In the University labs, we have used Beta-galactosidase as a reporter gene to quantify the expression initiated by the stress-response promoter in yeast. This was done by exposing one of the two groups to osmotic stress (high salt concentration) whilst the other was unstressed. Then the levels of beta-galactosidase were compared. A question given to us afterwards asked to give advantages & disadvantages of using Beta-galactosidase compared to Luciferase as a reporter gene in this experiment. And which one would be, overall, more suitable?


Beta-galactosidase (B-gal for short) is an enzyme that will process the substrate lactose. In applications using B-gal as a reporter (lacZ gene), two lactose analogues are commonly used: X-gal or ONPG (as pointed out by @Alan Boyd). Both substrates are colourless, becoming coloured once hydrolyzed by B-gal. The formation of this colour allows B-gal to be assayed by means of either visual inspection, or more accurate means by using a spectrophotometer or camera.

When X-Gal is hydrolyzed, an insoluble blue dye is formed. Evolution of blue colour is intensified as more substrate is hyrolyzed, allowing for quick blue/white screening by visual inspection in common applications of cloning and gene expression. Using the X-gal substrate, B-gal assays are more sensitive to gene expression (the dye precipitates out and retains colour very well), however X-gal is not quantitative (Möckli & Auerbach. BioTechniques 36:872-876 (May 2004)). In contrast, ONPG hydrolysis evolves a soluble yellow dye. This colour developement is quantitative, however is less senstive than X-gal because the linear relationship betwen light absorption (at 420 nm) and substrate concentration is small. Using ONPG as a B-gal substrate allows for quantitative measurement of B-gal activity (and therefore promoter activity). (Note that ONPG itself is not capable of inducing the lac promotor, unlike X-gal.)

Luciferase reporters (there are actually a few different luc genes) operate in a similar fashion. The enzyme cleaves its substrate, however instead of yielding an insoluble blue dye, emits a characteristic photon. Luciferase activity must be measured using specialized camera hardware to detect and count photons emitted from your yeast clones. This assay will still answer yes/no reporter questions, but can also be quantified to look at how much the reporter was activated. Luciferase activity is a quantitative reporter while also yielding spatiotemporal information.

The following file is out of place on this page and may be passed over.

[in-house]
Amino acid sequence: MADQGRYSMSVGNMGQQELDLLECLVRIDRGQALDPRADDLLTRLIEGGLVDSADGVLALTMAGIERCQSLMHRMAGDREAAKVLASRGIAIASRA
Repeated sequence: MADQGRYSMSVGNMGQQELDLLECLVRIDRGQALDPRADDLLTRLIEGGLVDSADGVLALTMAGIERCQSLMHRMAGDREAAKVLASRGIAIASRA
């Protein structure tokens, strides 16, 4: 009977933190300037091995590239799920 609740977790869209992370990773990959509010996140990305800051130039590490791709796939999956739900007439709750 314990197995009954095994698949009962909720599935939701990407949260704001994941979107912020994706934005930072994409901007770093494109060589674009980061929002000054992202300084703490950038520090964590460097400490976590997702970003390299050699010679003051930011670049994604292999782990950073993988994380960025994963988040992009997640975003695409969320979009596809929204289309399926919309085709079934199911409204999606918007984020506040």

The choice of reporters depends largely on the question you wish to answer. If promoter induction is relevant (eg, the stress-response promoter was activated), then luciferase or B-gal with X-gal are best suited for their higher sensitivity. Given that luciferase requires a special camera and optical filter (such as a gel documentation system), X-gal is ideal because it may be screened by eye. If promoter activity is being assayed, then B-gal+ONPG or luciferase will yield quantitative measurements of reporter gene activity, and require at least a spectrophotometer.

Given these are university labs, I assume that materials costs are to be minimized and ease of experimental protocol to be maximized, B-gal is the ideal reporter. Luciferase requires: more costly substrate; specialized equipment; careful handling of materials, and more time (as screening necessarily takes longer, therefore lower throughput for a lab demo setting).

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    $\begingroup$ I'm pretty sure that Xgal isn't an inducer of lac expression otherwise we wouldn't add lots of IPTG in blue-white screen plates. And in any case this really wouldn't matter if we are talking about using reporters for measuring the activity of other promoters, because a lac inducer would be irrelevant. $\endgroup$ – Alan Boyd Dec 1 '12 at 12:04